After that we drove the 30 or so minutes to Antietam National Battlefield, the site of the bloodiest single day in the Civil War. Approximately 23,000 Americans died there on September 17, 1862. I'm not a big believer in ghosts or spirits, but the old farm that served as the site of the standoff between the Union and the
Confederacy had such a palpable feeling of sadness and loss. To walk the ground that had one time been soaked with the blood of American pitted against American was something I just could not wrap my mind around. We later visited Antietam National Cemetery, where many of the Union Soldiers that died in that battle were buried. Interestingly, the cemetery remained a national cemetery until the ‘50s so there were soldiers from both World Wars buried there as well.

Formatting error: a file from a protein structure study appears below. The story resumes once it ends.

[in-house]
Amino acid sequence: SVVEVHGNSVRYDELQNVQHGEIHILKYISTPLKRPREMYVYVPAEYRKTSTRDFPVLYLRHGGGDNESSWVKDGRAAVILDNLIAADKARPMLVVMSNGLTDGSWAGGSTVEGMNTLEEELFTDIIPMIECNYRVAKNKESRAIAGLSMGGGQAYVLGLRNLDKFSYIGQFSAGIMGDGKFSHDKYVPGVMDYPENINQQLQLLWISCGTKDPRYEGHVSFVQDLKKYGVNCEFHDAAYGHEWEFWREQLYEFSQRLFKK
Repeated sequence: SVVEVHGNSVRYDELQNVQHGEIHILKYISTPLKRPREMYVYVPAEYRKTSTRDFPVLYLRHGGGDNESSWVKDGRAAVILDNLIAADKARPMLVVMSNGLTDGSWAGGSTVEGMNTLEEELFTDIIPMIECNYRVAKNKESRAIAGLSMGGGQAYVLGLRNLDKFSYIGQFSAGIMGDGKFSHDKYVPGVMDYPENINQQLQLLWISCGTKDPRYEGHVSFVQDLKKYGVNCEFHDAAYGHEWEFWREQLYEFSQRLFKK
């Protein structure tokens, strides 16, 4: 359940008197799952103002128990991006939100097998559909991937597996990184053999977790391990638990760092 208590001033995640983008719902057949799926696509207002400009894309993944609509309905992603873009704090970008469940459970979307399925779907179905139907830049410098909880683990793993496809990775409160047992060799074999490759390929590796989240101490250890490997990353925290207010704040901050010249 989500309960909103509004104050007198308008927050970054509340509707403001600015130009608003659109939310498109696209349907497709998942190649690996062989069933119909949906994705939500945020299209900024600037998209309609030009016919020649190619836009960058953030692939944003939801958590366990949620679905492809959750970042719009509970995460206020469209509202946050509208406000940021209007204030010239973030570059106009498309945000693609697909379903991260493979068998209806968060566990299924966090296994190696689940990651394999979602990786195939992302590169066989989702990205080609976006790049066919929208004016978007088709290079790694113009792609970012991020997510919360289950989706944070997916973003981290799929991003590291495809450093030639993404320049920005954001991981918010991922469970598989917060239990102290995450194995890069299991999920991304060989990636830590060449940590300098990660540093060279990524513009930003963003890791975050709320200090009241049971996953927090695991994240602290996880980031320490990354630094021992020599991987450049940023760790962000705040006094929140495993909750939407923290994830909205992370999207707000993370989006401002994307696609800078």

Sunday we again took the metro downtown and went to the Wizards game. It was so much fun. My Mom and Tom are huge basketball fans (they must be to be Timberwolves season ticket holders, right?) and picked out some really nice seats for us. Dean and I treated them to a round of beers and while we were waiting in line on the concourse we saw Wolf Blitzer. The whole game was great (even though we lost) and we are going back next Saturday.

Oh, and here is the only picture of our apartment currently in existence. I only wish our awesome coffee tables were in the shot, but maybe next time.

So hopefully that will tide you over until my camera crisis is resolved. But with my luck, once I finally get the battery, my whole dang camera will be lost.